I looked it up. Come on. You would've, too. Her child was a boy and he was born in 1965. I'm, um, a girl, and I was born in 1962. It was fun for a second or two, though.

Good news, Iggy. You're back in.

Friday, May 21, 2010

Me, Myself and I

A friend of mine on Facebook (waves frantically - hi Pam!) posted the following thoughts in rapid succession this morning. The first was the popular Eleanor Roosevelt quote:

"Great minds discuss ideas. Average minds discuss events. Small minds discuss people."

The second was this picture:

(I know. Sometimes I'm overwhelmed by how ridiculously cool and thought provoking my friends are.) My response to the first was quick. I like to talk about all of those things. I suppose that means that my mind is not entirely great, but it's not entirely small, either. I think I can live with that. If I spend too much time concentrating on just one of those things, it becomes tedious. If I spend too much time with people who seem intent on just conversing on one of those levels, they soon become tedious to me as well. So, while it's not, perhaps, the most flattering conclusion to come to about the state of my mind, I'm pretty comfortable with it.

I was considerably less comfortable with the next question she posed. I think, based on the above paragraph, that I can be at least safe in saying that I wouldn't find myself tedious. I also know for sure that I would find myself to be funny. I know this because I crack myself up ALL the time. My track record with folks outside the social circle of me, myself and I is a little less solid. I hit and miss. But with myself? Shoot. I am the Queen. I am hiLARious. (Although - given other, less attractive attributes of my personality - it's entirely possible that, upon encountering myself, I would respond, "She's not NEARLY as funny as she thinks she is...")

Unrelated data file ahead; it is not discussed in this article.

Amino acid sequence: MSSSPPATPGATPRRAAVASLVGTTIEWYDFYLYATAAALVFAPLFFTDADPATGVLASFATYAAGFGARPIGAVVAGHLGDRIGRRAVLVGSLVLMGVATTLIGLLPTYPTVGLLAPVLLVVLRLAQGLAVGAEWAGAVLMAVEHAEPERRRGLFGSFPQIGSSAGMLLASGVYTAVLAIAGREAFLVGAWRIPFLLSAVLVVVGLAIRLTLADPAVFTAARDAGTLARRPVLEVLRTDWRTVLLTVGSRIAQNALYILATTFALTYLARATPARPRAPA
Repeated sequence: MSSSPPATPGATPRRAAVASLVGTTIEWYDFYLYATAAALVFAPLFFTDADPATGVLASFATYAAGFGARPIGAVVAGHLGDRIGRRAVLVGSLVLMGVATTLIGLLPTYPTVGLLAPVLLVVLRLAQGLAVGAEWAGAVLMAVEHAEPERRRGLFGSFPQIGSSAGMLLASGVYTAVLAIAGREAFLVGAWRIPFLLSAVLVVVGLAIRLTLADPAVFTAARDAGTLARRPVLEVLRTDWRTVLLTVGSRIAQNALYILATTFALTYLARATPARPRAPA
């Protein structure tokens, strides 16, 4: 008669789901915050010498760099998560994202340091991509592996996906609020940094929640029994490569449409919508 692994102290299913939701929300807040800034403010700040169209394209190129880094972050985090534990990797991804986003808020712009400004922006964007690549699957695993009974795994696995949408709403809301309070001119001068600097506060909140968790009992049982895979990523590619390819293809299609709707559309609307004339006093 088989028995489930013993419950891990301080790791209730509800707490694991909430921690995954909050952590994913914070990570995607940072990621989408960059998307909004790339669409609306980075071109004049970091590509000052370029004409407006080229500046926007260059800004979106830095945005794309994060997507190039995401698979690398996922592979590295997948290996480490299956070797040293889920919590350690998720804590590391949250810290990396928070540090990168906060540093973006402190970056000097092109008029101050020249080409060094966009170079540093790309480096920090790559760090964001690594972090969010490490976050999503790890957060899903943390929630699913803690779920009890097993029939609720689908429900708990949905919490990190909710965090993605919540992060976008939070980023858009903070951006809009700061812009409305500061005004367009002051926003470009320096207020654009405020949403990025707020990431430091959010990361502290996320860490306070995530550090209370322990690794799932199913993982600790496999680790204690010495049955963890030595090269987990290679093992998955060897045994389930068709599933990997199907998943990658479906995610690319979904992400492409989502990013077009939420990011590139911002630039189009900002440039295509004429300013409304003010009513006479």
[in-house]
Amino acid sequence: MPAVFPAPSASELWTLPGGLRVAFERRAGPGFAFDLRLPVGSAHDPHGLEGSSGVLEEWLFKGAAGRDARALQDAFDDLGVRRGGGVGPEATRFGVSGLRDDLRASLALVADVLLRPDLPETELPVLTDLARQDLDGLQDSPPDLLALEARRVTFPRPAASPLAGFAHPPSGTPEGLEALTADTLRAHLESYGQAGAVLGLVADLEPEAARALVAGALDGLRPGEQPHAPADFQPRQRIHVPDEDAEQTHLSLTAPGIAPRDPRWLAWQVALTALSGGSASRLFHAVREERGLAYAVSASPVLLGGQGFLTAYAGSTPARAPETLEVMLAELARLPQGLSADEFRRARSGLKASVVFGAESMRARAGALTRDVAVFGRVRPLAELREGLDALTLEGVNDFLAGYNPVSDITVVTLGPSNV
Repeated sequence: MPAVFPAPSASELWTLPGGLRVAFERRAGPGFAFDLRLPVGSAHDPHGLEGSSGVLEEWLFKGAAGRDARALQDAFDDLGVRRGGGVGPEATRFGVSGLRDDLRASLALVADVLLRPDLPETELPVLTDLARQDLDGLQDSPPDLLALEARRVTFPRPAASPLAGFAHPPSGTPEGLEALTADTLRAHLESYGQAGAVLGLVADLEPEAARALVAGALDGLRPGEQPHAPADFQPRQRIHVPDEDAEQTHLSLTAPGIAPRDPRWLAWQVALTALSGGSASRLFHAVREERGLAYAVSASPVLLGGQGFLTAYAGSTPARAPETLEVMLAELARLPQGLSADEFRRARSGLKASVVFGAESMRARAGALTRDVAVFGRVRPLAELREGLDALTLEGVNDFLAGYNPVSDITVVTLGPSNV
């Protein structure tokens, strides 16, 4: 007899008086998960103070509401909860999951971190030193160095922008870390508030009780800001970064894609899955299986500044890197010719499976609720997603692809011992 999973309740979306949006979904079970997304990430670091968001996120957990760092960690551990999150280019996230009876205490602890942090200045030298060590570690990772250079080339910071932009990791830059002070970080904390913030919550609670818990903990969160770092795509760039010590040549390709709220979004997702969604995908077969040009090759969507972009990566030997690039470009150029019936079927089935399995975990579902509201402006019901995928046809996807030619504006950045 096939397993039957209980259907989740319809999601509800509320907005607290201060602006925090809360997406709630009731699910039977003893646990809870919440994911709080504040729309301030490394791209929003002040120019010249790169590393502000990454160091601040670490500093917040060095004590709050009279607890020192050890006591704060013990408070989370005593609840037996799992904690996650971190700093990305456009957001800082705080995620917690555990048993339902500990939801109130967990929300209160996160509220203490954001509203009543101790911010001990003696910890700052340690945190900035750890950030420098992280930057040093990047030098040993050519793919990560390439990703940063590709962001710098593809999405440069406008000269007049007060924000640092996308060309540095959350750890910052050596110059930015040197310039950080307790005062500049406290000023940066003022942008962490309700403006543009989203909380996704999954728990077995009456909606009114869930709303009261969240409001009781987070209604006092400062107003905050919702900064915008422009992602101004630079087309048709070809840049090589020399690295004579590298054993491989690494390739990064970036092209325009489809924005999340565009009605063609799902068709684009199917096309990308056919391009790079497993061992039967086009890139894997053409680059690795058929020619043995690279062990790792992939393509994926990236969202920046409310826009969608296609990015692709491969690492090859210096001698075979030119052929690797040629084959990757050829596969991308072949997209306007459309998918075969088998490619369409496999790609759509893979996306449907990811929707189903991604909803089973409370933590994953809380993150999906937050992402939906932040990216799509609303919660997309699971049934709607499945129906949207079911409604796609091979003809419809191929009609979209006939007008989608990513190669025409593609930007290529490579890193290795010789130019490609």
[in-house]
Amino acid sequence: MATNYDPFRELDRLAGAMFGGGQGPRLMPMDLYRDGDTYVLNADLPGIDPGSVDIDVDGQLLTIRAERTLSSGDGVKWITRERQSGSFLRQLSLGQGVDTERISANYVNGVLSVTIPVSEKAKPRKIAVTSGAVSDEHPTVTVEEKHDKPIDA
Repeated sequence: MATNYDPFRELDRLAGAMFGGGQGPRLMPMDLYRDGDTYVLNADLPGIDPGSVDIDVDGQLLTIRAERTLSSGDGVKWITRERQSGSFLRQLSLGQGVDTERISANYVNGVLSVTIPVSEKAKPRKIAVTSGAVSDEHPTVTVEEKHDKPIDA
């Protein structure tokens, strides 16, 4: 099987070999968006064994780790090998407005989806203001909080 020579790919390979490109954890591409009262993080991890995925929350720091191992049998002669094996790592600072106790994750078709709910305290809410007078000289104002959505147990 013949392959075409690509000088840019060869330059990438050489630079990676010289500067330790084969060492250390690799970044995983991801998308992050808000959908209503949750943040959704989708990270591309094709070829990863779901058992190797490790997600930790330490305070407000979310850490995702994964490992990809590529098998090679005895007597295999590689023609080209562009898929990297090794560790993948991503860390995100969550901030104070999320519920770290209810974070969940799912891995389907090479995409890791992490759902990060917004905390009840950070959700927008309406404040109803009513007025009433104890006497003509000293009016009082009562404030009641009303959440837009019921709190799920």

I like attention. This is a trait that I do not like in other people, so I have a feeling that if I saw myself from the outside I would not like it in myself, either. I also like to be right. I am not above going out of my way to prove that I am right. I am fully aware of how obnoxious that is. But it's better than being wr-wr-wr- (Me and The Fonze. A ridiculous sense of cool isn't ALL we have in common) wrong. The Spin Doctors never formally thanked me for inspiring their 1991 hit Little Miss Can't Be Wrong, but I knew who they meant. Holla.

Oh! And I hate the phone. So maintaining a friendship with me can feel sort of one-sided sometimes. I probably wouldn't like that. I never pick up the phone. Ask anyone who knows me in real life. I'm sweating a little bit just sitting here thinking about it. Hate it. Couldn't tell you why, so don't ask. Just do. I also wait for other people to ask me to do things. I'm not big on initiating. I do know the meaning behind that one. It's a deep seeded fear of rejection. I don't respond well to it, so I don't set myself up for it. If I were trying to be friends with me, this little obstacle might be practically insurmountable. Neither me, myself nor I would make the call or suggest the plan.

But then I was thinking... (all aboard the thought train! chugga chugga chugga chugga WHOO WHOO!) I thought back to the original Eleanor Roosevelt quote. When I find myself with people who are all about the lowest common denominator, and all of the conversation revolves around who did what to whom (and how many times and where and who knew about it and ...) that is when I find myself quickly scrambling for the higher ground. I don't think that that is an attempt to give myself an opportunity to do the superior dance - I get uncomfortable - wondering if I have enough to contribute. I need the topic to CHANGE. On the other hand, when I find myself in the middle of a higher level, meeting of the minds sort of conversation I get equally nervous and try to bring things back to a 'let's keep it real' sort of place. (I was never very good at the superior dance, anyway...) Again - I don't do this because I can't keep up with a conversation based entirely on ideas (well, sometimes I do), but more because the thought of engaging in an entire evening of dialogue at that level, well, it exhausts me. It's tedious. It's only a wee tiny part of who I am.